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Cole v. State

Court of Criminal Appeals of Tennessee, Nashville

March 1, 2017

WILLIE C. COLE
v.
STATE OF TENNESSEE

          Assigned on Briefs February 15, 2017

         Appeal from the Circuit Court for Montgomery County Nos. 41300139, 41300140 William R. Goodman, III, Judge

         Petitioner, Willie C. Cole, filed a pro se petition for post-conviction relief, challenging various aspects of trial counsel's representation as ineffective, among other things. After appointment of counsel and a hearing, the post-conviction court denied relief and dismissed the petition. We affirm the judgment of the post-conviction court.

         Tenn. R. App. P. 3 Appeal as of Right; Judgment of the Circuit Court Affirmed.

          B. Nathan Hunt, Clarksville, Tennessee, for the appellant, Willie Charles Cole.

          Herbert H. Slatery III, Attorney General and Reporter; James E. Gaylord, Senior Counsel; John W. Carney, District Attorney General; and Dan Brollier, Assistant District Attorney General, for the appellee, State of Tennessee.

          Timothy L. Easter, J., delivered the opinion of the court, in which Thomas T. Woodall, P.J., and Robert W. Wedemeyer, J., joined.

          OPINION

          TIMOTHY L. EASTER, JUDGE

         Factual Background

         In February of 2013, Petitioner was indicted in Case Number 41300139 for theft of property valued over $10, 000 and in Case Number 41300140 for aggravated robbery. On September 13, 2013, Petitioner, with the assistance of trial counsel, entered a guilty to both crimes. At the guilty plea hearing, counsel for the State informed the trial court that it was prepared to put forth proof at trial to show that on December 3, 2012:

[Petitioner] and his codefendant Marquex Townsend entered into an agreement whereby Mr. Townsend w[ould] take the victim . . . in the Wal-Mart store and cash a check, . . . g[e]t some cash while in the store. They -- they were - - we actually have text messages between them kind of setting up the incident.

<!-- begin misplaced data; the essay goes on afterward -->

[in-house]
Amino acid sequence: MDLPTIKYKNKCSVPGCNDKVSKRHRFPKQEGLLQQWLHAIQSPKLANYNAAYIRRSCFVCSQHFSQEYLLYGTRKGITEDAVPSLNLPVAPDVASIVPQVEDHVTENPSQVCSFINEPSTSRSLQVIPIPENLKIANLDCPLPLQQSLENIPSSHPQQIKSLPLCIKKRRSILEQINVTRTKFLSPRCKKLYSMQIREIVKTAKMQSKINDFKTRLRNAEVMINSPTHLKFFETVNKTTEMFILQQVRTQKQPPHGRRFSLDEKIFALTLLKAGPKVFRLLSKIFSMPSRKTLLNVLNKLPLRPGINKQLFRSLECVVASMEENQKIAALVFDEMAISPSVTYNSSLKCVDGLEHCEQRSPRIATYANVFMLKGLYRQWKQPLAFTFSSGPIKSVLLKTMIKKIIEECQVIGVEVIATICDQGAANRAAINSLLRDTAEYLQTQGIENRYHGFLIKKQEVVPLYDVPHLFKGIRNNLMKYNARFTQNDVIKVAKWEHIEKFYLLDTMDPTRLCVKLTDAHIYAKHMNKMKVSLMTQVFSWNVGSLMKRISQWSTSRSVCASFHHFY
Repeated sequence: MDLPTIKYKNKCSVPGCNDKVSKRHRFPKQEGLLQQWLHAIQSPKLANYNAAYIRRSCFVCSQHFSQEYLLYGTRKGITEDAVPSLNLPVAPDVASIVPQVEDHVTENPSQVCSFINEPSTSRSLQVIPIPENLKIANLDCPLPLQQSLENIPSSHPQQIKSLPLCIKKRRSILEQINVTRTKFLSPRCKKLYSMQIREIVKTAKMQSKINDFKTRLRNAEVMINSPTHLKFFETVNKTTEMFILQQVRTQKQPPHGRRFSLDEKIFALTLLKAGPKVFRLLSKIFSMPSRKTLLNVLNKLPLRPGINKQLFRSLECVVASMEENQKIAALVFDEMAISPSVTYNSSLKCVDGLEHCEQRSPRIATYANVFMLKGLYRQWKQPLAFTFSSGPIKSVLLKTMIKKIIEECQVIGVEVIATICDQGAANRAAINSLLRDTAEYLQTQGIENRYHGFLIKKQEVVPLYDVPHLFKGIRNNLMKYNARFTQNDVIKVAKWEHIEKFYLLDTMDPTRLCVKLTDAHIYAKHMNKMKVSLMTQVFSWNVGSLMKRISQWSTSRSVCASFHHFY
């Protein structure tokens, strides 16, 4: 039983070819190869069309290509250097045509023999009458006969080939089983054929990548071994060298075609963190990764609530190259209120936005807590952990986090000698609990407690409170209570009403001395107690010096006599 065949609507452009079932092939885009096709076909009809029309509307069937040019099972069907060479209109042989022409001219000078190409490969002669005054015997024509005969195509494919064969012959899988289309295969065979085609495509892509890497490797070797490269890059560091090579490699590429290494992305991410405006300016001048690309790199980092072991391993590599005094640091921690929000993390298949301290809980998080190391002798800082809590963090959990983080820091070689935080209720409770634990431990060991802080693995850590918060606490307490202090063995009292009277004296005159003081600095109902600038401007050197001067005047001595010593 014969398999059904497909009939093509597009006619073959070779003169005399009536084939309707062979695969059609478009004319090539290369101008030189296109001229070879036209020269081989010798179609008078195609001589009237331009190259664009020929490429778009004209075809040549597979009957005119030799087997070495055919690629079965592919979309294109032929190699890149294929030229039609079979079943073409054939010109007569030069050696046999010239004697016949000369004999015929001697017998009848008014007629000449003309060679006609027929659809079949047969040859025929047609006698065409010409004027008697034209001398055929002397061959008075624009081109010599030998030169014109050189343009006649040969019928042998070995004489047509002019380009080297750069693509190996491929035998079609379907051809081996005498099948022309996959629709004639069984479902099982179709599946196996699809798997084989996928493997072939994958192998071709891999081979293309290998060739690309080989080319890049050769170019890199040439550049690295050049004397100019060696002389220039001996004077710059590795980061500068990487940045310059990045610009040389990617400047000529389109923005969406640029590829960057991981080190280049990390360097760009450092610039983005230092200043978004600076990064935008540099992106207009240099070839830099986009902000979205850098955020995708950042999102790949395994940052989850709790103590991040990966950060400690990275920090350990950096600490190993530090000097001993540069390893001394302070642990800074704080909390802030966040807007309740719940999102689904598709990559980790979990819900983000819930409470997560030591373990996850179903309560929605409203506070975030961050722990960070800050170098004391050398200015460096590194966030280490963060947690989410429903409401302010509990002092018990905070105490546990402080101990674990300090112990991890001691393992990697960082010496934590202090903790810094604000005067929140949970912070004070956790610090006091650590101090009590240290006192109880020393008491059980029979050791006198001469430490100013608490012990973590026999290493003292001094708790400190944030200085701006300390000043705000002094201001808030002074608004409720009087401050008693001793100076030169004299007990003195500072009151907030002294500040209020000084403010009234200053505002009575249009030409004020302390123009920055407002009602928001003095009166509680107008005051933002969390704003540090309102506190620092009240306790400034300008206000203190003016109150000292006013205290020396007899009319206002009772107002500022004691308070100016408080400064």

When Mr. Townsend and [the victim] came back out of the store and got into [the victim's] vehicle, [Petitioner] met them and approached them with a gun in his hand. I believe it did turn out to be a pellet gun, but I - - I have a photograph of it here for the Court if the Court wants to see it. It had every bit of the appearance of being a real automatic handgun. [Petitioner] did take [$]632 in cash and a cell phone - - cell phone from . . . [the victim].
He was caught later that night with the stolen property in his possession and with the gun in his possession. [Petitioner] made a full confession to the robbery as did Mr. Townsend, who had - - has already been charged and entered a plea in this case.

         The facts giving rise to Case Number 41300139 took place on December 12, 2012. On that day:

[Ms.] Blevins left her 2009 Chrysler 300 running while she ran into the Dollar General Store. Her seven year old child was in the car at the time. [Petitioner] saw the car running, jumped into it, took off with it, eventually stopped at Wal-Mart, put the child out of the car, and [was] eventually apprehended a little bit later by the police. He had the stolen vehicle car keys in his pocket at the time he was apprehended. He did admit to that theft as well. He told officers he took the car because he needed the money for the bail in the aggravated robbery case. And the value of that car was over $20, 000. He was [also] initially charged with kidnapping. The State chose not to present th[at] to the Grand Jury.

         Prior to accepting the plea, the trial court informed Petitioner of the range of punishment for each offense, taking into account that Petitioner was a Range II offender. The trial court also notified Petitioner that the sentences would be served consecutively to any sentence he was already serving. Petitioner acknowledged that he was giving up his right to a jury trial, his right to confront witnesses, his right to subpoena witnesses, his right to remain silent, his right to testify, and his right to appeal. Petitioner acknowledged his understanding that these convictions could be used to enhance any future convictions he received. Petitioner informed the trial court that it was in his best interest to plead guilty and admitted to the trial court that he was guilty of the offenses.

         The trial court approved the negotiated settlement of the cases, sentencing Petitioner to eight years for aggravated robbery to be served at 100 percent and six years for theft of property to be served as a Range II, multiple offender. The trial court did not award Petitioner any jail credits because he was "presently serving" a sentence on a probation violation at the time of the guilty plea hearing. The trial court ordered the sentences in the present cases to be served ...


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